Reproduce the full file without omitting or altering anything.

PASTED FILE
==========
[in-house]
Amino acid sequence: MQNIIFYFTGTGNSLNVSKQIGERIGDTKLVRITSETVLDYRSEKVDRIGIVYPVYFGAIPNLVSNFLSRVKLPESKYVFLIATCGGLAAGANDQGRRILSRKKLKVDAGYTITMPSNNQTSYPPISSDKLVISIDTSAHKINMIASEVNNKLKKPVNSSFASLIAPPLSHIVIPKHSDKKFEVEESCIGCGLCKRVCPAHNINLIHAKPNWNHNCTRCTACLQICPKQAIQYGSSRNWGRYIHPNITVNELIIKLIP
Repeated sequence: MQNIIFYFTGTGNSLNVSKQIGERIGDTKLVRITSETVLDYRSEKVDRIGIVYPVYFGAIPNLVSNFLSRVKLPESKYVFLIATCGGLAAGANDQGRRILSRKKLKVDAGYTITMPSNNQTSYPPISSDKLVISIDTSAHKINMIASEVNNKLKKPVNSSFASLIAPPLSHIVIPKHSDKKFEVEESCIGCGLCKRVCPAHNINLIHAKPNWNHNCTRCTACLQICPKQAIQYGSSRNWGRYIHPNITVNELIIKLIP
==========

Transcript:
[in-house]
Amino acid sequence: MQNIIFYFTGTGNSLNVSKQIGERIGDTKLVRITSETVLDYRSEKVDRIGIVYPVYFGAIPNLVSNFLSRVKLPESKYVFLIATCGGLAAGANDQGRRILSRKKLKVDAGYTITMPSNNQTSYPPISSDKLVISIDTSAHKINMIASEVNNKLKKPVNSSFASLIAPPLSHIVIPKHSDKKFEVEESCIGCGLCKRVCPAHNINLIHAKPNWNHNCTRCTACLQICPKQAIQYGSSRNWGRYIHPNITVNELIIKLIP
Repeated sequence: MQNIIFYFTGTGNSLNVSKQIGERIGDTKLVRITSETVLDYRSEKVDRIGIVYPVYFGAIPNLVSNFLSRVKLPESKYVFLIATCGGLAAGANDQGRRILSRKKLKVDAGYTITMPSNNQTSYPPISSDKLVISIDTSAHKINMIASEVNNKLKKPVNSSFASLIAPPLSHIVIPKHSDKKFEVEESCIGCGLCKRVCPAHNINLIHAKPNWNHNCTRCTACLQICPKQAIQYGSSRNWGRYIHPNITVNELIIKLIP